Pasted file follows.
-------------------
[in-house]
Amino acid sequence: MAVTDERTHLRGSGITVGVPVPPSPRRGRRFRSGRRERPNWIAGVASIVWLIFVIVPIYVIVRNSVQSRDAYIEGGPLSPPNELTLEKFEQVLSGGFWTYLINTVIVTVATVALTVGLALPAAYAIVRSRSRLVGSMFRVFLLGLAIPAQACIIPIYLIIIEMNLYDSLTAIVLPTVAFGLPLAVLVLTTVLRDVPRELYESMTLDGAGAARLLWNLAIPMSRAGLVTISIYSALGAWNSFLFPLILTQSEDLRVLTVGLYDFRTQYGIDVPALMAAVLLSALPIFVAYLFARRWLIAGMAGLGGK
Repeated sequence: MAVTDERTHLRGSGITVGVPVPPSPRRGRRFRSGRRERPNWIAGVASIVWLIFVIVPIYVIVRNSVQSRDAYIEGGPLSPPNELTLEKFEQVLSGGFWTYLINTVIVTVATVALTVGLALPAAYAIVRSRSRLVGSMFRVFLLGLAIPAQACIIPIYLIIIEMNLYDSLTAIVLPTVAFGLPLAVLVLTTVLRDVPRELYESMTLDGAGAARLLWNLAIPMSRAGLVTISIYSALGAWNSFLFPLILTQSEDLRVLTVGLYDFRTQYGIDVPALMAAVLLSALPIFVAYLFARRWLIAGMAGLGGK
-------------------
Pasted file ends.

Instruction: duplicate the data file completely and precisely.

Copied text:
[in-house]
Amino acid sequence: MAVTDERTHLRGSGITVGVPVPPSPRRGRRFRSGRRERPNWIAGVASIVWLIFVIVPIYVIVRNSVQSRDAYIEGGPLSPPNELTLEKFEQVLSGGFWTYLINTVIVTVATVALTVGLALPAAYAIVRSRSRLVGSMFRVFLLGLAIPAQACIIPIYLIIIEMNLYDSLTAIVLPTVAFGLPLAVLVLTTVLRDVPRELYESMTLDGAGAARLLWNLAIPMSRAGLVTISIYSALGAWNSFLFPLILTQSEDLRVLTVGLYDFRTQYGIDVPALMAAVLLSALPIFVAYLFARRWLIAGMAGLGGK
Repeated sequence: MAVTDERTHLRGSGITVGVPVPPSPRRGRRFRSGRRERPNWIAGVASIVWLIFVIVPIYVIVRNSVQSRDAYIEGGPLSPPNELTLEKFEQVLSGGFWTYLINTVIVTVATVALTVGLALPAAYAIVRSRSRLVGSMFRVFLLGLAIPAQACIIPIYLIIIEMNLYDSLTAIVLPTVAFGLPLAVLVLTTVLRDVPRELYESMTLDGAGAARLLWNLAIPMSRAGLVTISIYSALGAWNSFLFPLILTQSEDLRVLTVGLYDFRTQYGIDVPALMAAVLLSALPIFVAYLFARRWLIAGMAGLGGK